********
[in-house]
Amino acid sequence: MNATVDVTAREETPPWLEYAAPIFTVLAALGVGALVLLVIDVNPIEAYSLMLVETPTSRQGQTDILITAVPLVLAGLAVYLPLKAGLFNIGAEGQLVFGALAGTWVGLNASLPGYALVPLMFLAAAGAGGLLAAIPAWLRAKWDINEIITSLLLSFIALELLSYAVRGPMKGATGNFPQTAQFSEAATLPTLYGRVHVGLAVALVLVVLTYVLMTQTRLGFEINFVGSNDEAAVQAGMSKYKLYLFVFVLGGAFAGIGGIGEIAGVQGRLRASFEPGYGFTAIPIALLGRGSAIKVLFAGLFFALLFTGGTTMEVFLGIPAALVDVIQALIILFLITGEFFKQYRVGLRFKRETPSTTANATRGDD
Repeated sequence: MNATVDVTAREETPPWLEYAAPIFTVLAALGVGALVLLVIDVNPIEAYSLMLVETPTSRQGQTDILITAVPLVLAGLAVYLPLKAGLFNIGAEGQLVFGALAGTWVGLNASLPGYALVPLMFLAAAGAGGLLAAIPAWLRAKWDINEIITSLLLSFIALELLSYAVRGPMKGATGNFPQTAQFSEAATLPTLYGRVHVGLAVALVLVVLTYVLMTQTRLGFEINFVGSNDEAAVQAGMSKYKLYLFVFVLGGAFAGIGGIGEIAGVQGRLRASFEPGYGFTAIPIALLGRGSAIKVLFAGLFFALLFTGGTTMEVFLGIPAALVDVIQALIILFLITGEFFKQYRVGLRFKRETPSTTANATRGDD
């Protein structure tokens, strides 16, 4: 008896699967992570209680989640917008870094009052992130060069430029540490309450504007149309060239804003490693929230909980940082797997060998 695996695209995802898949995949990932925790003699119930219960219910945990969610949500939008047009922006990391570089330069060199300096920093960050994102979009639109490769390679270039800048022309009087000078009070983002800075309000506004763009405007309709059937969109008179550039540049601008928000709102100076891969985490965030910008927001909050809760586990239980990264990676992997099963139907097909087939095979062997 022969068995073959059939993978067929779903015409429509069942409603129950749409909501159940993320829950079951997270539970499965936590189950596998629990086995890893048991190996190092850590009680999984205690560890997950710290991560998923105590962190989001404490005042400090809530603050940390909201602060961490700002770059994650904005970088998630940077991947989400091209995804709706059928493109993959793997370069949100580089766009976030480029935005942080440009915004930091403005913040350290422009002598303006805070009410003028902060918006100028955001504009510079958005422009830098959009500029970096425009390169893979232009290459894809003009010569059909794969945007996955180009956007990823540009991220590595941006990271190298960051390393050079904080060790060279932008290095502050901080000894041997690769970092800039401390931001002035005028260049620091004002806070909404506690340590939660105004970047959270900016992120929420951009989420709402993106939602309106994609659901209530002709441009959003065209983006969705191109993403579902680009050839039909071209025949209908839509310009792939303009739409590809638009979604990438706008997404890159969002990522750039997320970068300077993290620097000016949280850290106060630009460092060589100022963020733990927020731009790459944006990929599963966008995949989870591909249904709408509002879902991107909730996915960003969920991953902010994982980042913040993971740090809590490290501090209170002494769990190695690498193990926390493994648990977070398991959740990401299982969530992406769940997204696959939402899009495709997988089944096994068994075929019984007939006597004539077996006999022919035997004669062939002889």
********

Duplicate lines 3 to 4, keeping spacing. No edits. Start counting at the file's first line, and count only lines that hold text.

Repeated sequence: MNATVDVTAREETPPWLEYAAPIFTVLAALGVGALVLLVIDVNPIEAYSLMLVETPTSRQGQTDILITAVPLVLAGLAVYLPLKAGLFNIGAEGQLVFGALAGTWVGLNASLPGYALVPLMFLAAAGAGGLLAAIPAWLRAKWDINEIITSLLLSFIALELLSYAVRGPMKGATGNFPQTAQFSEAATLPTLYGRVHVGLAVALVLVVLTYVLMTQTRLGFEINFVGSNDEAAVQAGMSKYKLYLFVFVLGGAFAGIGGIGEIAGVQGRLRASFEPGYGFTAIPIALLGRGSAIKVLFAGLFFALLFTGGTTMEVFLGIPAALVDVIQALIILFLITGEFFKQYRVGLRFKRETPSTTANATRGDD
């Protein structure tokens, strides 16, 4: 008896699967992570209680989640917008870094009052992130060069430029540490309450504007149309060239804003490693929230909980940082797997060998 695996695209995802898949995949990932925790003699119930219960219910945990969610949500939008047009922006990391570089330069060199300096920093960050994102979009639109490769390679270039800048022309009087000078009070983002800075309000506004763009405007309709059937969109008179550039540049601008928000709102100076891969985490965030910008927001909050809760586990239980990264990676992997099963139907097909087939095979062997 022969068995073959059939993978067929779903015409429509069942409603129950749409909501159940993320829950079951997270539970499965936590189950596998629990086995890893048991190996190092850590009680999984205690560890997950710290991560998923105590962190989001404490005042400090809530603050940390909201602060961490700002770059994650904005970088998630940077991947989400091209995804709706059928493109993959793997370069949100580089766009976030480029935005942080440009915004930091403005913040350290422009002598303006805070009410003028902060918006100028955001504009510079958005422009830098959009500029970096425009390169893979232009290459894809003009010569059909794969945007996955180009956007990823540009991220590595941006990271190298960051390393050079904080060790060279932008290095502050901080000894041997690769970092800039401390931001002035005028260049620091004002806070909404506690340590939660105004970047959270900016992120929420951009989420709402993106939602309106994609659901209530002709441009959003065209983006969705191109993403579902680009050839039909071209025949209908839509310009792939303009739409590809638009979604990438706008997404890159969002990522750039997320970068300077993290620097000016949280850290106060630009460092060589100022963020733990927020731009790459944006990929599963966008995949989870591909249904709408509002879902991107909730996915960003969920991953902010994982980042913040993971740090809590490290501090209170002494769990190695690498193990926390493994648990977070398991959740990401299982969530992406769940997204696959939402899009495709997988089944096994068994075929019984007939006597004539077996006999022919035997004669062939002889």